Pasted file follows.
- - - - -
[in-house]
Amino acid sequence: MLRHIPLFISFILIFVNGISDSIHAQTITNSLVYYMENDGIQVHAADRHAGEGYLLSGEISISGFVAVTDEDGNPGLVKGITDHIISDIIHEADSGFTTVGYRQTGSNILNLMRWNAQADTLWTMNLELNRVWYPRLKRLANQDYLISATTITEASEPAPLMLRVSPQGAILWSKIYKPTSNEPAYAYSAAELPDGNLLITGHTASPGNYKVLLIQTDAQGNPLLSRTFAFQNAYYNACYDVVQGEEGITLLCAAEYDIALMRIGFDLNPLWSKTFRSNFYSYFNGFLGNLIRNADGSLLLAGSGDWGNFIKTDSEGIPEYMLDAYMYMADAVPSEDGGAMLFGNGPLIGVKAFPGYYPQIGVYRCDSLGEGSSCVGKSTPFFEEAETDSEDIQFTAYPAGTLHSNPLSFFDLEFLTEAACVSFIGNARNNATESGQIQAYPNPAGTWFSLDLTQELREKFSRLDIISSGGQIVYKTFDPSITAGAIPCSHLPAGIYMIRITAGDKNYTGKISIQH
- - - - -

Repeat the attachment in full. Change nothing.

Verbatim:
[in-house]
Amino acid sequence: MLRHIPLFISFILIFVNGISDSIHAQTITNSLVYYMENDGIQVHAADRHAGEGYLLSGEISISGFVAVTDEDGNPGLVKGITDHIISDIIHEADSGFTTVGYRQTGSNILNLMRWNAQADTLWTMNLELNRVWYPRLKRLANQDYLISATTITEASEPAPLMLRVSPQGAILWSKIYKPTSNEPAYAYSAAELPDGNLLITGHTASPGNYKVLLIQTDAQGNPLLSRTFAFQNAYYNACYDVVQGEEGITLLCAAEYDIALMRIGFDLNPLWSKTFRSNFYSYFNGFLGNLIRNADGSLLLAGSGDWGNFIKTDSEGIPEYMLDAYMYMADAVPSEDGGAMLFGNGPLIGVKAFPGYYPQIGVYRCDSLGEGSSCVGKSTPFFEEAETDSEDIQFTAYPAGTLHSNPLSFFDLEFLTEAACVSFIGNARNNATESGQIQAYPNPAGTWFSLDLTQELREKFSRLDIISSGGQIVYKTFDPSITAGAIPCSHLPAGIYMIRITAGDKNYTGKISIQH